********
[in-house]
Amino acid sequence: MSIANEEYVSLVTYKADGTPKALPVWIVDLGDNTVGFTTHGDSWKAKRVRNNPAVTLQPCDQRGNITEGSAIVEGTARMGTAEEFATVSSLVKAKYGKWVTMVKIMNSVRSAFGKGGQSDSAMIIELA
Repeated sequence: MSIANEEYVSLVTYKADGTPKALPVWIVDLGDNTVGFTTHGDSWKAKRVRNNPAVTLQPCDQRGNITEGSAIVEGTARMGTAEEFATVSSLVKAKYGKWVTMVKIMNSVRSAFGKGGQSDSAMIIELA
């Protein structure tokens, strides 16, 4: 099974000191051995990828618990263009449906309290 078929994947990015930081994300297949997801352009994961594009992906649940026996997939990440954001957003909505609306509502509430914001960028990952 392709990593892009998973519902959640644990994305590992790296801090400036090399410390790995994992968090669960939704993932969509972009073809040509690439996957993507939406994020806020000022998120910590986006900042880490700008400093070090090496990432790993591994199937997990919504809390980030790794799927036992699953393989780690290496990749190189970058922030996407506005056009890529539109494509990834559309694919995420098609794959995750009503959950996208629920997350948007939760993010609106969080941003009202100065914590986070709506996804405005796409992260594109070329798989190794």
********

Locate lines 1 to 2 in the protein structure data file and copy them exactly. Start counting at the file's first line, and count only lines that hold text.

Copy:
[in-house]
Amino acid sequence: MSIANEEYVSLVTYKADGTPKALPVWIVDLGDNTVGFTTHGDSWKAKRVRNNPAVTLQPCDQRGNITEGSAIVEGTARMGTAEEFATVSSLVKAKYGKWVTMVKIMNSVRSAFGKGGQSDSAMIIELA